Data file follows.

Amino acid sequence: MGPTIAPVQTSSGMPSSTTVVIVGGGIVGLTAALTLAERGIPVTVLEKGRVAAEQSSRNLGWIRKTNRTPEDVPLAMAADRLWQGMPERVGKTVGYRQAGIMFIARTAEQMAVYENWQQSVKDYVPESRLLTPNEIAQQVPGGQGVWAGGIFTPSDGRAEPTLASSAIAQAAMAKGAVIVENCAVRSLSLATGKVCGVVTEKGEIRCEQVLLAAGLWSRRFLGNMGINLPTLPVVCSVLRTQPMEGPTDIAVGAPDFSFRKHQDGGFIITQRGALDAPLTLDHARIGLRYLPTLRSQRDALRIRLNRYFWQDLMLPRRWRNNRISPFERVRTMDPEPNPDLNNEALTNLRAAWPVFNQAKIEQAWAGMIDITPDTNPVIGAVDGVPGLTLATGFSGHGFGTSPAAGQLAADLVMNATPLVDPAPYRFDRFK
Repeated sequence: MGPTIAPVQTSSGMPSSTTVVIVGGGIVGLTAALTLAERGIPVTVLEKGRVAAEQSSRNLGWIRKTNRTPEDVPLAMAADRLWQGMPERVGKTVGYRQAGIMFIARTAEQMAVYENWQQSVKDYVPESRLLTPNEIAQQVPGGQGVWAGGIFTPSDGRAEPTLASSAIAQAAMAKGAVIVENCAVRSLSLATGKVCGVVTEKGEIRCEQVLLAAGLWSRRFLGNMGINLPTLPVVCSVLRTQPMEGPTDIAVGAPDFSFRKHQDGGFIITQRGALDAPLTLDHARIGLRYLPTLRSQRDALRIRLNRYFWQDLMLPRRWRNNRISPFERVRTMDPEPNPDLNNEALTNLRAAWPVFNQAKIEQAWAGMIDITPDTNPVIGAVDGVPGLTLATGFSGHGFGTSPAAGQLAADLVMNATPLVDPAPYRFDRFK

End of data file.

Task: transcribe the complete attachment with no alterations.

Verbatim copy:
Amino acid sequence: MGPTIAPVQTSSGMPSSTTVVIVGGGIVGLTAALTLAERGIPVTVLEKGRVAAEQSSRNLGWIRKTNRTPEDVPLAMAADRLWQGMPERVGKTVGYRQAGIMFIARTAEQMAVYENWQQSVKDYVPESRLLTPNEIAQQVPGGQGVWAGGIFTPSDGRAEPTLASSAIAQAAMAKGAVIVENCAVRSLSLATGKVCGVVTEKGEIRCEQVLLAAGLWSRRFLGNMGINLPTLPVVCSVLRTQPMEGPTDIAVGAPDFSFRKHQDGGFIITQRGALDAPLTLDHARIGLRYLPTLRSQRDALRIRLNRYFWQDLMLPRRWRNNRISPFERVRTMDPEPNPDLNNEALTNLRAAWPVFNQAKIEQAWAGMIDITPDTNPVIGAVDGVPGLTLATGFSGHGFGTSPAAGQLAADLVMNATPLVDPAPYRFDRFK
Repeated sequence: MGPTIAPVQTSSGMPSSTTVVIVGGGIVGLTAALTLAERGIPVTVLEKGRVAAEQSSRNLGWIRKTNRTPEDVPLAMAADRLWQGMPERVGKTVGYRQAGIMFIARTAEQMAVYENWQQSVKDYVPESRLLTPNEIAQQVPGGQGVWAGGIFTPSDGRAEPTLASSAIAQAAMAKGAVIVENCAVRSLSLATGKVCGVVTEKGEIRCEQVLLAAGLWSRRFLGNMGINLPTLPVVCSVLRTQPMEGPTDIAVGAPDFSFRKHQDGGFIITQRGALDAPLTLDHARIGLRYLPTLRSQRDALRIRLNRYFWQDLMLPRRWRNNRISPFERVRTMDPEPNPDLNNEALTNLRAAWPVFNQAKIEQAWAGMIDITPDTNPVIGAVDGVPGLTLATGFSGHGFGTSPAAGQLAADLVMNATPLVDPAPYRFDRFK